The NSL has had its fair share of highlights through the years so what went wrong? What caused this calamity, which led to the death of the dream and swayed the very man who had conjured it, Frank Lowy, to dream up a replacement?
That season Mooroolbark finished bottom of the 14-team league, then called the Philips Soccer League (or PSL), losing 16 of its 26 games, and thence disappeared forever from the elite tier of soccer in Australia.
Yet for all its modest suburban status and short-lived flirtation with glory, Mooroolbark played a critical role in the birth of the national league and, thus, in football's overall evolution in Australia.
When the conspiracy to form a national league, and spark a revolution in the game, was on, it was Mooroolbark that broke an impasse that threatened to kill the move dead in its tracks.
No Melbourne club at the outset was prepared to join the league and the conspirators, Frank Lowy, then of Sydney Hakoah, and the late Alex Pongrass, of St George, knew that without the crucial Melbourne market the league was a non-flyer.
Along rode Mooroolbark, like Galahad on a white horse, to the rescue. And once one Melbourne club was in, the big Melbourne clubs of the day, all with populous migrant followings, Hellas (South Melbourne), JUST (Footscray) and Alexander (Heidelberg), were forced to fall into line.
They simply couldn't afford the prospect of a Mooroolbark monopolising the entire Melbourne market and they grudgingly joined the club. The rest is history and little Mooroolbark played a huge role in it.
They were exciting times. Ambition and visionary adventure drove the sport.
The league was launched in April 1977, as a quasi-independent off-shoot of the Australian Soccer Federation, with its own identity and regulations. Among the regulations were that no team could wear a so-called 'ethnic' tag.
Thus Hakoah became Sydney City, St George dropped its Budapest suffix, Juventus became Adelaide City, Wilhelmina were now Brisbane Lions and so on.
The 'Croatia' clubs, both Sydney and Melbourne, could have joined but didn't, having refused to change their names.
Channel Ten came on board as a broadcaster, with a weekly Saturday night show called Philips Top Soccer. It was a one-hour magazine package, featuring one Sydney and one Melbourne game. The two feature games were chosen by television and had to be played at either Middle Park in Melbourne or the old Sydney Sports Ground (forerunner to today's Aussie Stadium).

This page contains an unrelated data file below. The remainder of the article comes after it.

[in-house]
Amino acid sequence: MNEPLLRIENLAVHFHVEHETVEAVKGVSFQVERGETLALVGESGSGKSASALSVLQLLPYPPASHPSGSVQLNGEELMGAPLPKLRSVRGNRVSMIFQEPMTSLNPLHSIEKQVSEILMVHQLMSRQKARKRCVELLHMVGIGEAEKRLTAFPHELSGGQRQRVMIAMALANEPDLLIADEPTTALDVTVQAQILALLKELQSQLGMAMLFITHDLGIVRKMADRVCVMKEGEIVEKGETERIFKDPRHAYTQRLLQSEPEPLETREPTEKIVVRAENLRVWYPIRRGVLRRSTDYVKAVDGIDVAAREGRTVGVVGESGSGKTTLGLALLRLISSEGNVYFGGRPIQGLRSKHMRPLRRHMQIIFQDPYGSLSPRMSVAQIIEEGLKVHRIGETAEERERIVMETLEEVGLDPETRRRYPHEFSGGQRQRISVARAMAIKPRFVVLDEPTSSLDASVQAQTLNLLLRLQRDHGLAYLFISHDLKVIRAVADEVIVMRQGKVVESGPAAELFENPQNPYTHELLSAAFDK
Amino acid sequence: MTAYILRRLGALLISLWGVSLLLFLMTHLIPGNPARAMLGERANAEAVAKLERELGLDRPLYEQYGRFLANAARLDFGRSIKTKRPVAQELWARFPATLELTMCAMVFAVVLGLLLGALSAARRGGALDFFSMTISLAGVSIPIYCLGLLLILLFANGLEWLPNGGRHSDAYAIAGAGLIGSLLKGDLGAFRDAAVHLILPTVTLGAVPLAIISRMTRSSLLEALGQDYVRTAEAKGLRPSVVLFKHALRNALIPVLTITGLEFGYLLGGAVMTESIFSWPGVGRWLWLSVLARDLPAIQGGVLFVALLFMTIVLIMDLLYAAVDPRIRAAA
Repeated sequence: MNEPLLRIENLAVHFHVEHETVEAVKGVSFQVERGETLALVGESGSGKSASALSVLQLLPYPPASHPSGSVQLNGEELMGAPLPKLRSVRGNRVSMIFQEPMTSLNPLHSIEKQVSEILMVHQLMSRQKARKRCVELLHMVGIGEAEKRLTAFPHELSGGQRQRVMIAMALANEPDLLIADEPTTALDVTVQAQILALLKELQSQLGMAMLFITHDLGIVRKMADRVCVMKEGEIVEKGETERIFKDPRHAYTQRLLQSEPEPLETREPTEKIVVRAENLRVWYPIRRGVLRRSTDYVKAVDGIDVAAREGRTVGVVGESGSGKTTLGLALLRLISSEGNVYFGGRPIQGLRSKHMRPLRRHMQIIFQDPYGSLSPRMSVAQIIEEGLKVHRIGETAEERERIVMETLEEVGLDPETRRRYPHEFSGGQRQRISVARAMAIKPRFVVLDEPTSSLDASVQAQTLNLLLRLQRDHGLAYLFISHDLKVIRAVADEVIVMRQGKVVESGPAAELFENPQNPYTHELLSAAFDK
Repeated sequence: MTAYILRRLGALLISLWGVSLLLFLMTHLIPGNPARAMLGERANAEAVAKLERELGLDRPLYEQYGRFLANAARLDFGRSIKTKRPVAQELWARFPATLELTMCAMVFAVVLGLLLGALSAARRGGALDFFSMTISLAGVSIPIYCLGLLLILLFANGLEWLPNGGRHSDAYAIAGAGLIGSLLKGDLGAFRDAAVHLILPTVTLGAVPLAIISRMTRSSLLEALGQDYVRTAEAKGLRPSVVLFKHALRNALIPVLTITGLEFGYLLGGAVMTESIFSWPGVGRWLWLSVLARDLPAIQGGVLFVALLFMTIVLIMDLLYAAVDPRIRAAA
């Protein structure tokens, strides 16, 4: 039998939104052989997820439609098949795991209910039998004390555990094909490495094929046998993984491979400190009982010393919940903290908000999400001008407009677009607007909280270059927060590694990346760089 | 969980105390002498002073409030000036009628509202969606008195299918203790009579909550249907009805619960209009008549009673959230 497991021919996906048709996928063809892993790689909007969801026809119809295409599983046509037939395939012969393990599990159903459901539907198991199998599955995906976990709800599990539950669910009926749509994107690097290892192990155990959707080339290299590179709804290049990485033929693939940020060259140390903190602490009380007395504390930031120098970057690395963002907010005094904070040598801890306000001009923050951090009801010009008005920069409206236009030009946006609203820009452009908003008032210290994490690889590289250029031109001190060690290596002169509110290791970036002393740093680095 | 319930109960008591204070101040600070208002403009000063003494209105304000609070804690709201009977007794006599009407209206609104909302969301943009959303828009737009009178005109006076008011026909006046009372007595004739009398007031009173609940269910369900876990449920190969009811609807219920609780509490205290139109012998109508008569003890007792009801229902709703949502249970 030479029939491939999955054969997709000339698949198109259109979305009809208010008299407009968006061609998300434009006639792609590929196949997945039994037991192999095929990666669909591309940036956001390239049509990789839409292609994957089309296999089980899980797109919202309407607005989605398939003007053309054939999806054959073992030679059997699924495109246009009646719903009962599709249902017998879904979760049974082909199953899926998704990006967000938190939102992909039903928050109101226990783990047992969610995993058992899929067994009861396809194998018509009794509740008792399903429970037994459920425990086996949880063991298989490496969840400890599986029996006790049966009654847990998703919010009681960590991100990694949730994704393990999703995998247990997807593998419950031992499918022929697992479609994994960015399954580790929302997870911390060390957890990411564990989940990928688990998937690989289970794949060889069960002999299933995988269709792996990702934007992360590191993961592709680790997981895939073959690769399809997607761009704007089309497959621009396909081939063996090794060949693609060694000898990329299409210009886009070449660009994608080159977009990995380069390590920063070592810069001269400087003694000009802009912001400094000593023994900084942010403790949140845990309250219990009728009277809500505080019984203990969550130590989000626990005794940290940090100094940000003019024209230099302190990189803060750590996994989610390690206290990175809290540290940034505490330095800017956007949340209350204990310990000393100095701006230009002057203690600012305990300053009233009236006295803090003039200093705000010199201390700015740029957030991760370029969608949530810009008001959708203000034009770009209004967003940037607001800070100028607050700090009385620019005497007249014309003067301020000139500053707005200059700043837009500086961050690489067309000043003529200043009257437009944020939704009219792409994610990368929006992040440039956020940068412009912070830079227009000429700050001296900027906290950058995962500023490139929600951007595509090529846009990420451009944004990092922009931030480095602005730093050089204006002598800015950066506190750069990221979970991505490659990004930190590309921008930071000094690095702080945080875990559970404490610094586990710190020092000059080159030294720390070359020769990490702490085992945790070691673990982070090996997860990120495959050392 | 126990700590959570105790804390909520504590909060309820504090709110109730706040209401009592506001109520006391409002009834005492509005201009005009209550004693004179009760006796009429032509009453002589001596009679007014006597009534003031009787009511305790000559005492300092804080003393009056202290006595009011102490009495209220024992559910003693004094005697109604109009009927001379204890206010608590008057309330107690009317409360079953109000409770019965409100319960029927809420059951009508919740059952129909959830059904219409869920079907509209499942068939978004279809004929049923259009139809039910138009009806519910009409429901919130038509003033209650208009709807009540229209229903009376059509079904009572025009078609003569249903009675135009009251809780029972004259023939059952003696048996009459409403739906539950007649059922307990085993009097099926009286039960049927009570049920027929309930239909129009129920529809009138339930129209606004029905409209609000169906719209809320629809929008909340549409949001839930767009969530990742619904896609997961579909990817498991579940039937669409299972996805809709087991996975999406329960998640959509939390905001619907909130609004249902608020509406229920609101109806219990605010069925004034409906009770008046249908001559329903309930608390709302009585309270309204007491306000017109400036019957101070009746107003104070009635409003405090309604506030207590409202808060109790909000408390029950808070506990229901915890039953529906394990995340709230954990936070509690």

(I was chosen from a bunch of other hopefuls who sent in audition tapes to be the Sydney end commentator. It was my first gig in football.)
The league was a revolutionary concept in Australian sport, the first club-based competition in any sport that went national. Until then all other sports, save for Sheffield Shield cricket, were strictly state based. The nationalisation of other games, like Aussie Rules, rugby league, basketball, netball etc came much later.
What the league did was to give birth to the concept that in Australian sport all geographical regions have a right and a competitive say, and explode the notion that the big centres of Sydney and Melbourne had a divine right to rule.
In the NSL, centres like Adelaide and Brisbane emerged as equals to Sydney and Melbourne. Huge crowds came to the games in those cities. West Adelaide, aka Adelaide Hellas, won the league in its second season. The suggestion that the rest of the country was to play second fiddle to Sydney and Melbourne had been blown apart.
Canberra became a competitive force in the early years, attracting crowds to the swish Bruce Stadium that were the proportional equivalents of 90,000 crowds in Sydney. Newcastle, entering the league in its second season, drew attendances nearing 20,000 and setting records that stood until the heady days of Perth in the late 1990s.
The National Soccer League was galloping forward and the sky appeared to be the limit.
Those were still the days of crowds and headlines being fattened by 'big name' transfers, like a young Eddie Krncevic moving to Marconi, St George snapping up a teenage Peter Katholos and Sydney City snaring every piece of talented flesh that moved.